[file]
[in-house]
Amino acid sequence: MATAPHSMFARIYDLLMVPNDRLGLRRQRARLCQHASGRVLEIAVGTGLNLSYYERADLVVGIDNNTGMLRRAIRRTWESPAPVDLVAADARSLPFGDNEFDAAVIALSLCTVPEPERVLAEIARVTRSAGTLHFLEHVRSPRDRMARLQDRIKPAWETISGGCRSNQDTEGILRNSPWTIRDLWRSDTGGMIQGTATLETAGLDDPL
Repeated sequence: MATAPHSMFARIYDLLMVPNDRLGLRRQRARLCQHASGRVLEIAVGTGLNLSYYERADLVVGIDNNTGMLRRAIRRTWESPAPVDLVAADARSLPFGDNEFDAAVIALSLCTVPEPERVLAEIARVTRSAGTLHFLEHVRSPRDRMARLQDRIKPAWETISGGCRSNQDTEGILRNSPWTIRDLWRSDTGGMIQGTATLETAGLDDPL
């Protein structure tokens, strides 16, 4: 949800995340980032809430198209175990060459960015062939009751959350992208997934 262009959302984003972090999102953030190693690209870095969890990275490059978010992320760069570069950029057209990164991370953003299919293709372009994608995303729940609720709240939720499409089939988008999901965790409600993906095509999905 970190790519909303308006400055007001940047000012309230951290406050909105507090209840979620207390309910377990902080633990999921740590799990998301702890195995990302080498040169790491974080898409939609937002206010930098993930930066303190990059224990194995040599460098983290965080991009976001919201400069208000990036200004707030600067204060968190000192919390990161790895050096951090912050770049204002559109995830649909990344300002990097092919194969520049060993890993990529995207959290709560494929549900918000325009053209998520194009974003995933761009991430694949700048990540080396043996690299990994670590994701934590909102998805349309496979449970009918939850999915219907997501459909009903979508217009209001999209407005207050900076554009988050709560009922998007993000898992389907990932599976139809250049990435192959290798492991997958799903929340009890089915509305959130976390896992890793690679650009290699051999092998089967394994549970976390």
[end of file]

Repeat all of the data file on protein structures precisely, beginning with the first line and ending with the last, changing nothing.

[in-house]
Amino acid sequence: MATAPHSMFARIYDLLMVPNDRLGLRRQRARLCQHASGRVLEIAVGTGLNLSYYERADLVVGIDNNTGMLRRAIRRTWESPAPVDLVAADARSLPFGDNEFDAAVIALSLCTVPEPERVLAEIARVTRSAGTLHFLEHVRSPRDRMARLQDRIKPAWETISGGCRSNQDTEGILRNSPWTIRDLWRSDTGGMIQGTATLETAGLDDPL
Repeated sequence: MATAPHSMFARIYDLLMVPNDRLGLRRQRARLCQHASGRVLEIAVGTGLNLSYYERADLVVGIDNNTGMLRRAIRRTWESPAPVDLVAADARSLPFGDNEFDAAVIALSLCTVPEPERVLAEIARVTRSAGTLHFLEHVRSPRDRMARLQDRIKPAWETISGGCRSNQDTEGILRNSPWTIRDLWRSDTGGMIQGTATLETAGLDDPL
């Protein structure tokens, strides 16, 4: 949800995340980032809430198209175990060459960015062939009751959350992208997934 262009959302984003972090999102953030190693690209870095969890990275490059978010992320760069570069950029057209990164991370953003299919293709372009994608995303729940609720709240939720499409089939988008999901965790409600993906095509999905 970190790519909303308006400055007001940047000012309230951290406050909105507090209840979620207390309910377990902080633990999921740590799990998301702890195995990302080498040169790491974080898409939609937002206010930098993930930066303190990059224990194995040599460098983290965080991009976001919201400069208000990036200004707030600067204060968190000192919390990161790895050096951090912050770049204002559109995830649909990344300002990097092919194969520049060993890993990529995207959290709560494929549900918000325009053209998520194009974003995933761009991430694949700048990540080396043996690299990994670590994701934590909102998805349309496979449970009918939850999915219907997501459909009903979508217009209001999209407005207050900076554009988050709560009922998007993000898992389907990932599976139809250049990435192959290798492991997958799903929340009890089915509305959130976390896992890793690679650009290699051999092998089967394994549970976390």